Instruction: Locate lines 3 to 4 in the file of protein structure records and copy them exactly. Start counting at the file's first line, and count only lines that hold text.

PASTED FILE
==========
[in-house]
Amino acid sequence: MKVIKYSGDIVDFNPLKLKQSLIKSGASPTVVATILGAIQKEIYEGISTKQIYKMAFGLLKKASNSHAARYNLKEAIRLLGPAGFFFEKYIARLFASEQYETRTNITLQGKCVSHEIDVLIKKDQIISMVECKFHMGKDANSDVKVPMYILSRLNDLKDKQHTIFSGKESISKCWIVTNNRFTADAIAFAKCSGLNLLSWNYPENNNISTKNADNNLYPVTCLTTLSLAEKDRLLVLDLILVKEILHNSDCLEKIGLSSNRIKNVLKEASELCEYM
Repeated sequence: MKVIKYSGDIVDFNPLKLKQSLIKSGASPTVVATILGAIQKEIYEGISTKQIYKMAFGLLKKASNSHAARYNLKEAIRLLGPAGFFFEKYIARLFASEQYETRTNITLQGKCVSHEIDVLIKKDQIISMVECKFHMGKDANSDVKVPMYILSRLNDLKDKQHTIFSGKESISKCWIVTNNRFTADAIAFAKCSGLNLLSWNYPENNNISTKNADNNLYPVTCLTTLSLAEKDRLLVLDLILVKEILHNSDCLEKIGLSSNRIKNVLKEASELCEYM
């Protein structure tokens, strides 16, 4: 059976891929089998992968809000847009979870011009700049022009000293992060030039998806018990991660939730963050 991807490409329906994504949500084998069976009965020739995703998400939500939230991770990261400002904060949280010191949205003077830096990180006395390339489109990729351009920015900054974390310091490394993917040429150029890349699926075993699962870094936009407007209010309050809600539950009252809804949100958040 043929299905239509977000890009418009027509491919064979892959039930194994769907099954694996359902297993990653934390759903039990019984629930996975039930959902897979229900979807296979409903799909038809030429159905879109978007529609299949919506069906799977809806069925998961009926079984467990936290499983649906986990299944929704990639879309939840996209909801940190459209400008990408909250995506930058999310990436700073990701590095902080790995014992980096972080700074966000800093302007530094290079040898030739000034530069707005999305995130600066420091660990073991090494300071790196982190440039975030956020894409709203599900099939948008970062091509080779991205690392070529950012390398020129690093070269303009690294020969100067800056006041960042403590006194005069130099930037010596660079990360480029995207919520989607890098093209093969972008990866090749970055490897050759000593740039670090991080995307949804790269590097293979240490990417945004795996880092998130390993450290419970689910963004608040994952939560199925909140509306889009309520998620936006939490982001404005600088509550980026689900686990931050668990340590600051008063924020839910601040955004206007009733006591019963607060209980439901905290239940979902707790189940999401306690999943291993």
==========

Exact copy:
Repeated sequence: MKVIKYSGDIVDFNPLKLKQSLIKSGASPTVVATILGAIQKEIYEGISTKQIYKMAFGLLKKASNSHAARYNLKEAIRLLGPAGFFFEKYIARLFASEQYETRTNITLQGKCVSHEIDVLIKKDQIISMVECKFHMGKDANSDVKVPMYILSRLNDLKDKQHTIFSGKESISKCWIVTNNRFTADAIAFAKCSGLNLLSWNYPENNNISTKNADNNLYPVTCLTTLSLAEKDRLLVLDLILVKEILHNSDCLEKIGLSSNRIKNVLKEASELCEYM
């Protein structure tokens, strides 16, 4: 059976891929089998992968809000847009979870011009700049022009000293992060030039998806018990991660939730963050 991807490409329906994504949500084998069976009965020739995703998400939500939230991770990261400002904060949280010191949205003077830096990180006395390339489109990729351009920015900054974390310091490394993917040429150029890349699926075993699962870094936009407007209010309050809600539950009252809804949100958040 043929299905239509977000890009418009027509491919064979892959039930194994769907099954694996359902297993990653934390759903039990019984629930996975039930959902897979229900979807296979409903799909038809030429159905879109978007529609299949919506069906799977809806069925998961009926079984467990936290499983649906986990299944929704990639879309939840996209909801940190459209400008990408909250995506930058999310990436700073990701590095902080790995014992980096972080700074966000800093302007530094290079040898030739000034530069707005999305995130600066420091660990073991090494300071790196982190440039975030956020894409709203599900099939948008970062091509080779991205690392070529950012390398020129690093070269303009690294020969100067800056006041960042403590006194005069130099930037010596660079990360480029995207919520989607890098093209093969972008990866090749970055490897050759000593740039670090991080995307949804790269590097293979240490990417945004795996880092998130390993450290419970689910963004608040994952939560199925909140509306889009309520998620936006939490982001404005600088509550980026689900686990931050668990340590600051008063924020839910601040955004206007009733006591019963607060209980439901905290239940979902707790189940999401306690999943291993």